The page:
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Brink of Sunset

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The sun stands still on the horizon.

The point where water meets shore is a picturesque moment, frozen in time, the waves lapping at sand without moving.

The woman in blue stands knee-deep in the water. Her gaze is fixed, unerring, on a point somewhere distant.

This is the end.

"Wait," says the woman in red. In the timeless still, her voice seems to die as soon as it passes her lips. But the other hears her nonetheless.

The woman in blue doesn't move. The woman in red takes her picture.

"Look over here."

The woman in blue turns her head just slightly. The woman in red takes her picture again.

This is all she'll have to remember her by.

She has to make it count.

They spend what feels like hours on the beach. They frolic together in the surf, the water refusing to dampen their dresses and stockings—it would need time to do so. She takes pictures of her would-be lover, the only way she knows to make this moment truly last forever. But what really makes time seem to stand still—more so than it already literally is—is the way the woman in blue kisses her.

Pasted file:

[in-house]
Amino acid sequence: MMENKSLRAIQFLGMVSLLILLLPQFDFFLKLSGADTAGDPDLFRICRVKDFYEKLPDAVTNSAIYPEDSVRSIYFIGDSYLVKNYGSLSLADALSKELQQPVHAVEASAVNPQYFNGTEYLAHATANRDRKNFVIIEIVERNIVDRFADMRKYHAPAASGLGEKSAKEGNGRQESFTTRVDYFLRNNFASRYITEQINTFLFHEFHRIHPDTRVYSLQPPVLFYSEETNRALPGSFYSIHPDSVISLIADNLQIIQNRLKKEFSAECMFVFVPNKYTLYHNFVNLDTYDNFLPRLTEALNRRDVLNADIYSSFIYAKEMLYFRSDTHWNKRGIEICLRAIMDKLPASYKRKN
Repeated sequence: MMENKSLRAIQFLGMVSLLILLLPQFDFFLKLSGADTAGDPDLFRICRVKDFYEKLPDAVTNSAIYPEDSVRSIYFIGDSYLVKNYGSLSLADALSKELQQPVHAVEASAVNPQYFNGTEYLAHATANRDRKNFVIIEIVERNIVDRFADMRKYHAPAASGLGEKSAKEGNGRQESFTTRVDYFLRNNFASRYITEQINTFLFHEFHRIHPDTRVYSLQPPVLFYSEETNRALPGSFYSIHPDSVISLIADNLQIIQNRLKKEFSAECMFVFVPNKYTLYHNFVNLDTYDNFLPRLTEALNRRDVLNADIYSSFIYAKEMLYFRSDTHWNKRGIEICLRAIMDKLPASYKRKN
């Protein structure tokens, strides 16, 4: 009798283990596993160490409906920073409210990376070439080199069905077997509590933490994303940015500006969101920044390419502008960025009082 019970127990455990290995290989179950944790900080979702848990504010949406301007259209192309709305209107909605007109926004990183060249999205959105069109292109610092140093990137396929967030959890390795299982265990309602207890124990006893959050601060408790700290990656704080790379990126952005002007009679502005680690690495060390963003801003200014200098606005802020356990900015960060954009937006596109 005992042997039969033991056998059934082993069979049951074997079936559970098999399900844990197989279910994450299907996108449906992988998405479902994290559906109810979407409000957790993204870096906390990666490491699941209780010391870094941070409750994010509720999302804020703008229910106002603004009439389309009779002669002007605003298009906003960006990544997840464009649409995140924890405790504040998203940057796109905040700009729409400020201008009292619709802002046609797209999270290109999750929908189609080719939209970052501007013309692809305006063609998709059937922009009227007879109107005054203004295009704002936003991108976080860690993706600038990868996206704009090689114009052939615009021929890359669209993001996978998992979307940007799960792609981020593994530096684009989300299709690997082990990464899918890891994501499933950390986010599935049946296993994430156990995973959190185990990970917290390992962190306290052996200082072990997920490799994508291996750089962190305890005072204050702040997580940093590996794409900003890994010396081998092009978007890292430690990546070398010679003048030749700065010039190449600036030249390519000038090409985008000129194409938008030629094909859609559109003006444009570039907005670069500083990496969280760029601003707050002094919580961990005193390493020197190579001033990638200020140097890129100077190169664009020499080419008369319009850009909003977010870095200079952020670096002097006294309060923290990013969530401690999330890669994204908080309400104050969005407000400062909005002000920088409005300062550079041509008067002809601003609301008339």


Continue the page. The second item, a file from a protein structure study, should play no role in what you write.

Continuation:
Finally the woman in blue pulls out of their shared embrace and turns away.

It's time to go.

The woman in blue walks into the water and time starts again.

The woman in the red does the only thing she knows how: She scrambles back to her camera and takes more pictures.

Something opens up and swallows the woman in blue.

She's gone like she was never there in the first place.

When the woman in red takes a closer look, she sees that the woman in blue isn't the only one pictured. She wonders when the woman in blue had the chance to take these pictures of her, and she wonders why she bothered

—and then she realizes.

It's for the same reason she took the pictures of the woman in blue.

It's morning when she returns to the beach. The sun rises behind her as she faces the water, calling out for her lover.

Time freezes once more and the air ripples. The woman in blue appears, hand outstretched, and the woman in red smiles broadly, relieved.

Hand-in-hand they vanish.

The photographs remain behind, the only evidence of their existence on this plane.

They leave for somewhere else together.

It's worth it.